The results of this program were quite positive as back in 2018, the brand managed to return its #1 car manufacturer position.
However, emissions are still closely associated with Volkswagen. Even five years later, this situation is often mentioned on social media worldwide, and mainly negatively.
2. Burger King: admit the mistake and apologize.
What happened: Burger King is known for its bold advertising campaigns that its customers tend to love.
However, as a recent example has shown, such a creative approach is not always beneficial. After the company's U.K. office controversially congratulated women on International Women's Day, social media users took up arms against the brand.
This year the brand posted a tweet: "Women belong in the kitchen."
Even though the brand tried to explain what they meant and announce the Burger King Foundation's H.E.R. Scholarship for female employees, it was too late.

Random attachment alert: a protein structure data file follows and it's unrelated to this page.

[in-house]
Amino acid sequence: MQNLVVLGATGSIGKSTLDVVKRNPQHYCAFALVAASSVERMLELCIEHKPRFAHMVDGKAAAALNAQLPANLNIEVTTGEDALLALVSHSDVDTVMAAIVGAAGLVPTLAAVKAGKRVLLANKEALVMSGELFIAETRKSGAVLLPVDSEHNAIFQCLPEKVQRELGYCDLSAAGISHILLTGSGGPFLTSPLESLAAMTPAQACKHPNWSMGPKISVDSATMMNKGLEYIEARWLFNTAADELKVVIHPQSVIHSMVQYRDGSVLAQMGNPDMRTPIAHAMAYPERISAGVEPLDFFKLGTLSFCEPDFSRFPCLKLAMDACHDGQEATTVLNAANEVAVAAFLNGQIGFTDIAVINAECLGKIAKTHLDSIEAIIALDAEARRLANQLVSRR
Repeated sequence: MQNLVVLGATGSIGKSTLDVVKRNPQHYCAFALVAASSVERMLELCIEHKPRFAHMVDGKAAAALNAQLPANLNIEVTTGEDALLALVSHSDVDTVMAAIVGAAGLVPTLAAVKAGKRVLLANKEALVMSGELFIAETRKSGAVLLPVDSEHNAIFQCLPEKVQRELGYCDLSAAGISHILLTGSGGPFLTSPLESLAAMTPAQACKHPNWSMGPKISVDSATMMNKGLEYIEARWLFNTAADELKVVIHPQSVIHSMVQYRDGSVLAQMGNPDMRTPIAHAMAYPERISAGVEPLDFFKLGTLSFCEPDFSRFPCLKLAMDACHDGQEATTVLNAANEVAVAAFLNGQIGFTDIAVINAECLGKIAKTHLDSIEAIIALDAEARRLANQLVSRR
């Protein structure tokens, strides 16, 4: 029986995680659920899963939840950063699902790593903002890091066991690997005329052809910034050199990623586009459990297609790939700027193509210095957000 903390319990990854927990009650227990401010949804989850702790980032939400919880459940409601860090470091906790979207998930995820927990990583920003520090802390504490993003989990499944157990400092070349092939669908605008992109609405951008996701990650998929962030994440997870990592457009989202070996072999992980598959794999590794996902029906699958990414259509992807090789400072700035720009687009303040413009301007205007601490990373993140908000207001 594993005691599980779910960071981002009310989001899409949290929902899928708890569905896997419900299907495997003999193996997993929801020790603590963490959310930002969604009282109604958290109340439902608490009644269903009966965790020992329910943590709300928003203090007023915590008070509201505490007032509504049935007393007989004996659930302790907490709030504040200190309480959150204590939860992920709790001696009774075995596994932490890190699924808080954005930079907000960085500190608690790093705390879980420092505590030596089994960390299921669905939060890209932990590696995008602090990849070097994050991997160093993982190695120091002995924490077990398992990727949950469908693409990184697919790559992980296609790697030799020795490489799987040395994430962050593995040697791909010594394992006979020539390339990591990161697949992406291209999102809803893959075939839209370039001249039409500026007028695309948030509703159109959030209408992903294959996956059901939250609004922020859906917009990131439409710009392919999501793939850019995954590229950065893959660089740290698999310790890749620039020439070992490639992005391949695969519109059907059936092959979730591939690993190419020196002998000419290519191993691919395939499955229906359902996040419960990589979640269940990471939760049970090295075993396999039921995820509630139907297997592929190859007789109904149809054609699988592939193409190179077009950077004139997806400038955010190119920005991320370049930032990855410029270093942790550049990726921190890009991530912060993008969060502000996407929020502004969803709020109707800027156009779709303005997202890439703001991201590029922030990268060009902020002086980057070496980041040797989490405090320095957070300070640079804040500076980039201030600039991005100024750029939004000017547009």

The network immediately burst into a scandal: the audience didn't appreciate the brand's creativity. As a result, Burger King was mentioned online more than 140 thousand times in a single day.
KFC, one of the leading brand's competitors, seized on the opportunity to respond with a meme: "The best time to delete this post was immediately after posting it. The second best time is now."
Brand's reaction: The brand admitted its mistake and removed the controversial post, explaining that they just wanted to draw attention to their new scholarship program for women. A week after the publication, the scandal came to naught.